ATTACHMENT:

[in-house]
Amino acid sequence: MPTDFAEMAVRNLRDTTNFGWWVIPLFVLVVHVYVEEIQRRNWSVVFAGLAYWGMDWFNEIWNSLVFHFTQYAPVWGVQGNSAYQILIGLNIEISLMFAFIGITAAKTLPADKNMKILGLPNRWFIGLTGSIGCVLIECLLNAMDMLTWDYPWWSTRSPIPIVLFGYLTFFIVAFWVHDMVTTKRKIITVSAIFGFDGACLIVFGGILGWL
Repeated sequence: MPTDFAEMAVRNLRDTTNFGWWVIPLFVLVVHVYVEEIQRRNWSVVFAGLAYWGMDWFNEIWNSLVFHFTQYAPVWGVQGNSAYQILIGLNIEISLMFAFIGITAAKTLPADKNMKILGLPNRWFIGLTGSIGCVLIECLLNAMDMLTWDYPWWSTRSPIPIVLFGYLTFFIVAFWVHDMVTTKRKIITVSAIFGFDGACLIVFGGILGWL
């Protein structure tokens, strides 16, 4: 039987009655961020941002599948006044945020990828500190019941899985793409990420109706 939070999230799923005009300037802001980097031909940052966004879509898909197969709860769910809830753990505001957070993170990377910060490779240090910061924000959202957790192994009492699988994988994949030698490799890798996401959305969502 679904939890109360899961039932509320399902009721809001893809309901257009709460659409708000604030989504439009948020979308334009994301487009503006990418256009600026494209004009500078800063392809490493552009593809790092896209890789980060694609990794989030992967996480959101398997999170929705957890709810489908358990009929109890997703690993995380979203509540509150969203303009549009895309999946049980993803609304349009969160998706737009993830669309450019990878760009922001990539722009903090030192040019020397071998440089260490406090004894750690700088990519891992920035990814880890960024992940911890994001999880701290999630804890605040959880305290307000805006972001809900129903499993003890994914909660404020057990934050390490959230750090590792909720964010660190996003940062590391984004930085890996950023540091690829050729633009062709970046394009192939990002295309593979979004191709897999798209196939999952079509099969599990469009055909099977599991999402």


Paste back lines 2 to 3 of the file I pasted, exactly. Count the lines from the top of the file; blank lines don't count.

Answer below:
Amino acid sequence: MPTDFAEMAVRNLRDTTNFGWWVIPLFVLVVHVYVEEIQRRNWSVVFAGLAYWGMDWFNEIWNSLVFHFTQYAPVWGVQGNSAYQILIGLNIEISLMFAFIGITAAKTLPADKNMKILGLPNRWFIGLTGSIGCVLIECLLNAMDMLTWDYPWWSTRSPIPIVLFGYLTFFIVAFWVHDMVTTKRKIITVSAIFGFDGACLIVFGGILGWL
Repeated sequence: MPTDFAEMAVRNLRDTTNFGWWVIPLFVLVVHVYVEEIQRRNWSVVFAGLAYWGMDWFNEIWNSLVFHFTQYAPVWGVQGNSAYQILIGLNIEISLMFAFIGITAAKTLPADKNMKILGLPNRWFIGLTGSIGCVLIECLLNAMDMLTWDYPWWSTRSPIPIVLFGYLTFFIVAFWVHDMVTTKRKIITVSAIFGFDGACLIVFGGILGWL